District Court in Massachusetts Holds that Relators Can Invoke Relation Back Doctrine and Tolling Provision When Government Declines to Intervene

By: Joel Androphy, Rachel Grier, and Stephanie Gutheinz

For purposes of the FCA’s statute of limitations, an amended complaint filed by the government relates back to the relator’s original qui tam complaint. In United States ex rel. Ven-A-Care v. Actavis Mid Atlantic LLC, a district court in Massachusetts extended this principle to amended complaints filed by the relator as well. Although the defendants argued that the relation back doctrine only applies to the government, the court explained that the FCA contemplates a direct link between the interests of the relator and the interests of the government in every qui tam suit, even when the government declines to intervene. The court also considered the defendants’ argument that allowing relation back under the circumstances of the case would violate their due process rights under the Fifth Amendment due to the delay in unsealing the case. In rejecting this argument, the court noted that the defendants did not allege any prejudice that would implicate due process concerns. The court also noted that the delay was caused by the government exercising its legitimate right to obtain extensions of the seal to investigate the complex allegations of fraud. Therefore, the court held that the relator’s most recent amended complaint was not barred by the statute of limitations because it related back to an earlier complaint that identified the specific drugs at issue.

The court then considered whether relators can invoke the FCA’s tolling provision. Section 3731(b)(2) of the FCA provides that a claim otherwise barred by the statute of limitation may be brought within three years after the date when facts material to the cause of action are known or reasonably should have been known by the official of the United States charged with responsibility to act in the circumstances. While acknowledging a disagreement among the courts on whether the tolling provision applies in cases in which the government has not intervened, the court sided with the line of cases allowing relators to invoke the tolling provision. According to the court, allowing relators to do so is most consistent with the language of the statute because there is no language prohibiting relators from invoking the provision. The court also emphasized that when the government declines to intervene in a case, the relator has the right to conduct the action; therefore, absent clear language providing otherwise, the relator has the right to invoke the provisions of the FCA—including the tolling provision. United States ex rel. Ven-A-Care v. Actavis Mid Atlantic LLC, 2009 WL 3171798 (D. Mass. Oct. 2, 2009).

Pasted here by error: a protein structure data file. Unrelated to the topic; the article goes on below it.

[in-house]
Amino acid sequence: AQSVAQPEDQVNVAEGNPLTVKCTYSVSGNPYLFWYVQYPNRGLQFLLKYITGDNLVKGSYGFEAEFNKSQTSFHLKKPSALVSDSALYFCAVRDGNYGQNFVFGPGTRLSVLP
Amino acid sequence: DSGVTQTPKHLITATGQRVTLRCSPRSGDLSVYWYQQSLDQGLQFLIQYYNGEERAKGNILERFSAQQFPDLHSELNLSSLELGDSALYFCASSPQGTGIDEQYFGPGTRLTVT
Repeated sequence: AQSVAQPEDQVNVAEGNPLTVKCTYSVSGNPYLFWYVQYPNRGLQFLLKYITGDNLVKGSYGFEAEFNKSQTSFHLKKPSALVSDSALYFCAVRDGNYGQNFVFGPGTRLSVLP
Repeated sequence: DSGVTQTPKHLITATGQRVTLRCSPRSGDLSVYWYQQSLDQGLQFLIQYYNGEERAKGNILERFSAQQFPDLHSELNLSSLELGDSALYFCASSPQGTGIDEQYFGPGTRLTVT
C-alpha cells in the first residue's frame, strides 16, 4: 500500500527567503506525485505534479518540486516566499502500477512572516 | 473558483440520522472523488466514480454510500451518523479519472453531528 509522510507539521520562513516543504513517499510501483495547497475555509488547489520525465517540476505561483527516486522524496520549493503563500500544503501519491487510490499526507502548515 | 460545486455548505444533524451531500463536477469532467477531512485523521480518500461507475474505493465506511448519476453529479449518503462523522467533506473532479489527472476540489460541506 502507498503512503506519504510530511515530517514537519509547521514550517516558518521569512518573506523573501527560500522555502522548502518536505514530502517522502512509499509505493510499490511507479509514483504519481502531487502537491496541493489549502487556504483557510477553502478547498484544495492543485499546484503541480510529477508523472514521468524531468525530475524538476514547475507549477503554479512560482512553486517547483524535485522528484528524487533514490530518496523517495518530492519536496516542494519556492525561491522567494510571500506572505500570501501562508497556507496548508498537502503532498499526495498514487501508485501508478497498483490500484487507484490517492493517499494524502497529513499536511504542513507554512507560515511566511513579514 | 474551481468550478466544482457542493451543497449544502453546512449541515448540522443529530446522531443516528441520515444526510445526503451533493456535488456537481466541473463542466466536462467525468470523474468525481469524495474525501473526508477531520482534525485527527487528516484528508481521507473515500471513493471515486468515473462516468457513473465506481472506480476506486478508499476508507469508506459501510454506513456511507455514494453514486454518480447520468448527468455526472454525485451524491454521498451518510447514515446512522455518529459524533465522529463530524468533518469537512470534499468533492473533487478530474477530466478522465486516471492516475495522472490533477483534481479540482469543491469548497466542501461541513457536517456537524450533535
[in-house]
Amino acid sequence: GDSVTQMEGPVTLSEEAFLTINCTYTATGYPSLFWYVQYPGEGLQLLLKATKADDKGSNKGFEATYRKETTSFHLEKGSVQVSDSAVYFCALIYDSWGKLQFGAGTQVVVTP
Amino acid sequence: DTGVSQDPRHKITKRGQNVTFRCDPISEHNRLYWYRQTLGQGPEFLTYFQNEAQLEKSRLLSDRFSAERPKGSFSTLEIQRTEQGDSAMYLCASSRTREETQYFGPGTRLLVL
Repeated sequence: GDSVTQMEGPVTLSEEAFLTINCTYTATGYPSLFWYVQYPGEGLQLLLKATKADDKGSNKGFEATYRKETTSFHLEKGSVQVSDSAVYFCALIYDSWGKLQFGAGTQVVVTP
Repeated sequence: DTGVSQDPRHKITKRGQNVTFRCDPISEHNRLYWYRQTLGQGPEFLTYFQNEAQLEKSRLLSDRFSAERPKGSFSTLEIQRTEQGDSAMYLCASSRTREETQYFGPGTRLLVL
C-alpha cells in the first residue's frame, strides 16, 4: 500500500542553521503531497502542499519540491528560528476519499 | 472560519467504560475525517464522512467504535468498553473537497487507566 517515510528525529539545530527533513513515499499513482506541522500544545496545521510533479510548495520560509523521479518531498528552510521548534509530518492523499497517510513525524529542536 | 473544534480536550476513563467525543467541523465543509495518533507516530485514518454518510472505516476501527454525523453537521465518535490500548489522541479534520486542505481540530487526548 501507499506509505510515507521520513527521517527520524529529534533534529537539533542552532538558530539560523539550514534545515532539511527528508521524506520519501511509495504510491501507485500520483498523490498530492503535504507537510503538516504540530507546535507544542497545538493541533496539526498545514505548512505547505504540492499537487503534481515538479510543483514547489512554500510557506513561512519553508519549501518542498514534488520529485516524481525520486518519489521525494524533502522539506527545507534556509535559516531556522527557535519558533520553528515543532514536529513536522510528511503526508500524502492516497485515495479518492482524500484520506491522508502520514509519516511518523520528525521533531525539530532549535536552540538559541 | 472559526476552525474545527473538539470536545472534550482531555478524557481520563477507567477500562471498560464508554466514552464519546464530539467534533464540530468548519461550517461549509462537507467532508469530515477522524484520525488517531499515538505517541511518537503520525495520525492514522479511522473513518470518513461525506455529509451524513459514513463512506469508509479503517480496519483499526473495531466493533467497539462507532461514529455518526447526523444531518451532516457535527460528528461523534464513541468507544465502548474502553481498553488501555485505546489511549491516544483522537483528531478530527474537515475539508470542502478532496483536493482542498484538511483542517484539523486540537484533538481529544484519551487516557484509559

Posted in Federal False Claims Act, Government Intervention, Statute of LimitationsNo Comments


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